General Motors began selling its electric Chevy Bolt at the end of 2016 in California and Oregon, with a wider rollout planned for the spring of 2017. The company has confirmed that the vehicle will be available nationwide in August, according to Automotive News.
That’s slightly earlier than originally thought: GM planned to start selling the car nationwide in September. Chevrolet's marketing director for cars and crossovers, Steve Majoros, told reporters that dealers can now begin placing orders for the car, which will arrive by August.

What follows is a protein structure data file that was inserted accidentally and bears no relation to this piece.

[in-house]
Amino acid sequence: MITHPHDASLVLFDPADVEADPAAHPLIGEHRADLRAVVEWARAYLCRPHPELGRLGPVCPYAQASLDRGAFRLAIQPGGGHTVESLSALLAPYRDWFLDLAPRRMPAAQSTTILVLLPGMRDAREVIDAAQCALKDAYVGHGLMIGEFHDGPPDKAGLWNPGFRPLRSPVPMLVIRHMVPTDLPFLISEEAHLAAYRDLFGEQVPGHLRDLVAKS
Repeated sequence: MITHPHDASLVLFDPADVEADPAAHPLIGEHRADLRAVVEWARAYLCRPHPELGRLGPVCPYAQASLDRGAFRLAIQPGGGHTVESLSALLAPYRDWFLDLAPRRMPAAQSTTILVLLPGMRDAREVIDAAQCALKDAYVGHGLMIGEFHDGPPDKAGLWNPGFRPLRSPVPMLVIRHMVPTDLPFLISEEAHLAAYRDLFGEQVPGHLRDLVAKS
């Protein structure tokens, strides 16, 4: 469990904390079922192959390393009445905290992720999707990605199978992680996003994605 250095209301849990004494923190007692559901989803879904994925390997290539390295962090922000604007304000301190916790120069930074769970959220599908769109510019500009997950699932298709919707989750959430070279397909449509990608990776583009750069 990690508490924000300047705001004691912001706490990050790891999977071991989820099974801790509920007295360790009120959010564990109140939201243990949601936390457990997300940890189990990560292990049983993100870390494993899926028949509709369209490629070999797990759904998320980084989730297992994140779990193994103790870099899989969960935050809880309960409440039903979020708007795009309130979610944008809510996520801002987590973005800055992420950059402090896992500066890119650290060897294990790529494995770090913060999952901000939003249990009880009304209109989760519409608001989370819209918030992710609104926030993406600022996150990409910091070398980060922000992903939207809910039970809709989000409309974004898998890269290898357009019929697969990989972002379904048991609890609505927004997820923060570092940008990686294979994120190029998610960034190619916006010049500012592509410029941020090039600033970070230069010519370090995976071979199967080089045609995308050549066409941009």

Chevy delivered its first Bolt in December, and has gradually expanded sales to over a half-dozen additional states this spring. Majoros explained that the slower rollout has been to help control demand for the vehicle: “We think we're at the right level of sufficient inventory. We can keep feeding where there's a stronghold of sales."
The $30,000 (after a federal tax credit) car has an EPA-estimated range of 238 miles with a full charge, and is significantly cheaper than comparable electric vehicles. By moving its national sales up, Chevy will get even more of a head start on rival EV maker Tesla, which will release its Model 3 sometime in 2018.